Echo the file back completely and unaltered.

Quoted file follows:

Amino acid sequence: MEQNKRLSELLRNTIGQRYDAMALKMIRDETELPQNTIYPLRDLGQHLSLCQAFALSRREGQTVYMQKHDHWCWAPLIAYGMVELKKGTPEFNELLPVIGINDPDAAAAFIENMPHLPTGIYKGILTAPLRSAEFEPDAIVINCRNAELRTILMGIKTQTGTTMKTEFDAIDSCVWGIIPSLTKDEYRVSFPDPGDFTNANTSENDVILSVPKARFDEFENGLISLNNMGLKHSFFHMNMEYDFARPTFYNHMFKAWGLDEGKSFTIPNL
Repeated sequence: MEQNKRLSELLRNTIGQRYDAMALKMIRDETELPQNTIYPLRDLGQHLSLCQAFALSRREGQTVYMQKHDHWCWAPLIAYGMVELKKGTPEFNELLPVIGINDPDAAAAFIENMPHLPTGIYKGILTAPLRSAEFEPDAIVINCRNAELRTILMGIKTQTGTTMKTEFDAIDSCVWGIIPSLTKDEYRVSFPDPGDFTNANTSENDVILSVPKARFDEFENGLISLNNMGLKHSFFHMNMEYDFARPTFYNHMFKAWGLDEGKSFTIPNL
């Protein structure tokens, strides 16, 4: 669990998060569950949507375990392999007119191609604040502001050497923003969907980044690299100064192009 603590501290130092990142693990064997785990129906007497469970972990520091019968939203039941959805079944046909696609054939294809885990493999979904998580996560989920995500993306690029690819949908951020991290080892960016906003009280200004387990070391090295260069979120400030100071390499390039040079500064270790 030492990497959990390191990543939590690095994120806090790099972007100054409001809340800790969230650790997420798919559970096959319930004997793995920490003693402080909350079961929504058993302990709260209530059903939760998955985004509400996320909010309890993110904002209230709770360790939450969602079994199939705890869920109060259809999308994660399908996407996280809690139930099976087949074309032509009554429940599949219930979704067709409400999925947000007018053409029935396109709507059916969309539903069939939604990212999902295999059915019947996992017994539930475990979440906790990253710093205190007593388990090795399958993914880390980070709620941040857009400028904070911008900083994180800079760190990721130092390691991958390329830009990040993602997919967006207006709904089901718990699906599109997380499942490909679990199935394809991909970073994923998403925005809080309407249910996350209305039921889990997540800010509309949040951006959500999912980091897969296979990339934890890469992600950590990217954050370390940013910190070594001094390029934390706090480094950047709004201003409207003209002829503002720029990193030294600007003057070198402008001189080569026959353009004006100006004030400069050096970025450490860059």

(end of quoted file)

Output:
Amino acid sequence: MEQNKRLSELLRNTIGQRYDAMALKMIRDETELPQNTIYPLRDLGQHLSLCQAFALSRREGQTVYMQKHDHWCWAPLIAYGMVELKKGTPEFNELLPVIGINDPDAAAAFIENMPHLPTGIYKGILTAPLRSAEFEPDAIVINCRNAELRTILMGIKTQTGTTMKTEFDAIDSCVWGIIPSLTKDEYRVSFPDPGDFTNANTSENDVILSVPKARFDEFENGLISLNNMGLKHSFFHMNMEYDFARPTFYNHMFKAWGLDEGKSFTIPNL
Repeated sequence: MEQNKRLSELLRNTIGQRYDAMALKMIRDETELPQNTIYPLRDLGQHLSLCQAFALSRREGQTVYMQKHDHWCWAPLIAYGMVELKKGTPEFNELLPVIGINDPDAAAAFIENMPHLPTGIYKGILTAPLRSAEFEPDAIVINCRNAELRTILMGIKTQTGTTMKTEFDAIDSCVWGIIPSLTKDEYRVSFPDPGDFTNANTSENDVILSVPKARFDEFENGLISLNNMGLKHSFFHMNMEYDFARPTFYNHMFKAWGLDEGKSFTIPNL
């Protein structure tokens, strides 16, 4: 669990998060569950949507375990392999007119191609604040502001050497923003969907980044690299100064192009 603590501290130092990142693990064997785990129906007497469970972990520091019968939203039941959805079944046909696609054939294809885990493999979904998580996560989920995500993306690029690819949908951020991290080892960016906003009280200004387990070391090295260069979120400030100071390499390039040079500064270790 030492990497959990390191990543939590690095994120806090790099972007100054409001809340800790969230650790997420798919559970096959319930004997793995920490003693402080909350079961929504058993302990709260209530059903939760998955985004509400996320909010309890993110904002209230709770360790939450969602079994199939705890869920109060259809999308994660399908996407996280809690139930099976087949074309032509009554429940599949219930979704067709409400999925947000007018053409029935396109709507059916969309539903069939939604990212999902295999059915019947996992017994539930475990979440906790990253710093205190007593388990090795399958993914880390980070709620941040857009400028904070911008900083994180800079760190990721130092390691991958390329830009990040993602997919967006207006709904089901718990699906599109997380499942490909679990199935394809991909970073994923998403925005809080309407249910996350209305039921889990997540800010509309949040951006959500999912980091897969296979990339934890890469992600950590990217954050370390940013910190070594001094390029934390706090480094950047709004201003409207003209002829503002720029990193030294600007003057070198402008001189080569026959353009004006100006004030400069050096970025450490860059």